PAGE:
A better way to fight terror with tech

Tension between the tech community and U.S. law enforcement agencies over privacy versus security is on the rise. But it's time for everyone to step back and take some of the drama out of the debate. There is much that the tech community and law enforcement can agree on. They can agree that we need a smooth, efficient legal process in place to provide law enforcement with access to information it needs to do its job. They can agree on the value of protecting end user privacy. And, they can agree that, in the long run, the globalized nature of the network requires us to forge international agreements that facilitate these two outcomes across international borders.

Success in the endeavor is not optional. The essential goals of preventing terrorism, combatting crime and protecting individual privacy and rights are intrinsic to a functioning society, not merely pleasant extrinsic objectives that are "nice to have."

Former Homeland Security secretary and Chairman, Committee of Conscience, US Holocaust Memorial Museum, Michael Chertoff.
Mandel Ngan | AFP | Getty Images
Former Homeland Security secretary and Chairman, Committee of Conscience, US Holocaust Memorial Museum, Michael Chertoff.

Given the global economy, the necessity for international cooperation is palpable. After all, legislation that is focused exclusively on American companies will be ineffective in a globalized network. Worse yet, American-only legislation would put American companies at a competitive disadvantage to foreign competitors – without any commensurate security benefit.

FBI Director Jim Comey was, therefore, quite right when he recently said: "There's no doubt the international component of [the security discussion] has to be a feature of whatever set of solutions we come up with … we are having productive conversations internationally ..."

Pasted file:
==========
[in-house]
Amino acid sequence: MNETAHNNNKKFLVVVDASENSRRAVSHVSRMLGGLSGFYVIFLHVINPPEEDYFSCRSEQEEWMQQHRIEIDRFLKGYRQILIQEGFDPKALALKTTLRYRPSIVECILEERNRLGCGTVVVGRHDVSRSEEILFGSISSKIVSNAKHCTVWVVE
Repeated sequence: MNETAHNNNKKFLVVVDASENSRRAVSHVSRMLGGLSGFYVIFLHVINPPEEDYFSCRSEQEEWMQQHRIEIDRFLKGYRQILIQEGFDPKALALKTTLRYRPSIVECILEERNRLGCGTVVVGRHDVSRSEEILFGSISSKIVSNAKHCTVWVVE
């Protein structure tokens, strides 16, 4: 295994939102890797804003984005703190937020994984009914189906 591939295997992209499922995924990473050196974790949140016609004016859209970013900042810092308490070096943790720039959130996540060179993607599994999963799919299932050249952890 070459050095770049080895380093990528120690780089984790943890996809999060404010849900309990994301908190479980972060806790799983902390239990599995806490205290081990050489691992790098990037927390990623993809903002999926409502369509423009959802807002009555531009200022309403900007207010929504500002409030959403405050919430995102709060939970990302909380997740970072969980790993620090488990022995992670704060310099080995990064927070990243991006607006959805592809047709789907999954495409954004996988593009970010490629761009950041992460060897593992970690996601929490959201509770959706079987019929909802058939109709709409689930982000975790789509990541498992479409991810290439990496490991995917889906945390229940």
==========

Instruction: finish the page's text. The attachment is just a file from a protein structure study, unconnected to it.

So what does that international cooperation look like? Here are two building blocks for the discussion:

First, we need to reform the way we exchange information across borders for law enforcement purposes. Today, much of that exchange happens through the Mutual Legal Assistance Treaty (or MLAT) process.

But the MLAT process is outdated. It hasn't kept pace with changing technology. Response times to formal requests for assistance are often measured in months, if not years, according to research from The Global Network Initiative. Likewise, the President's Review Group on Intelligence and Communications Technology reported that it takes 10 months on average for the U.S. to secure a response to its requests for evidence from foreign police partners. Today, the network operates at the speed of light – but our cross-border law enforcement assistance paradigm is firmly rooted in the age of the horse and buggy.

How to fix it? The answer is partly statutory and partly technical. Congress has begun to consider the matter of MLAT reform as part of a broader review of international data access issues. The LEADS Act, a bipartisan measure introduced in the Senate, is a useful step in proposing changes to the Mutual Legal Assistance Treaty (MLAT) process by providing greater accessibility, transparency, and accountability.

Meanwhile, the tech community can provide part of the answer. There are any number of process improvements that can automate the exchange of data and improve both the speed with which it happens and the auditability of the interchange. Technologists interested in advancing effective law enforcement while protecting privacy should consider making such systems a priority.

Second, we need international agreement on legal standards for data access. It won't help to speed the process if we don't agree on the substance of what can be requested and why. Today, the real challenge is that in the cyber domain nobody knows whose law applies. The cyber network has no real borders – but national jurisdiction and national law are premised on the existence of boundaries that define the scope of applicable authority. Given the uncertainty we need agreement on a set of meta-rules about how to decide which nation's laws take precedence.

An improved and functioning MLAT process combined with international agreement on the choice-of-law rules would incentivize nations to forego the exercise of unilateral evidentiary collection methods. It would also show that law enforcement and the tech community need not be at odds.

Will a streamlined MLAT process be truly global? Unlikely. Authoritarian countries like China present legal and diplomatic challenges – but at a minimum we can reduce, or eliminate, the conflict between Western democracies and the most vibrant economic sector that fuels their growth. Our governments and the tech community owe their fellow citizens nothing less.

Commentary by Michael Chertoff who served as secretary of homeland security from 2005 to 2009. He is currently co-founder and executive director of The Chertoff Group, a premier advisory firm focused exclusively on security and risk management. Follow @ChertoffGroup on Twitter.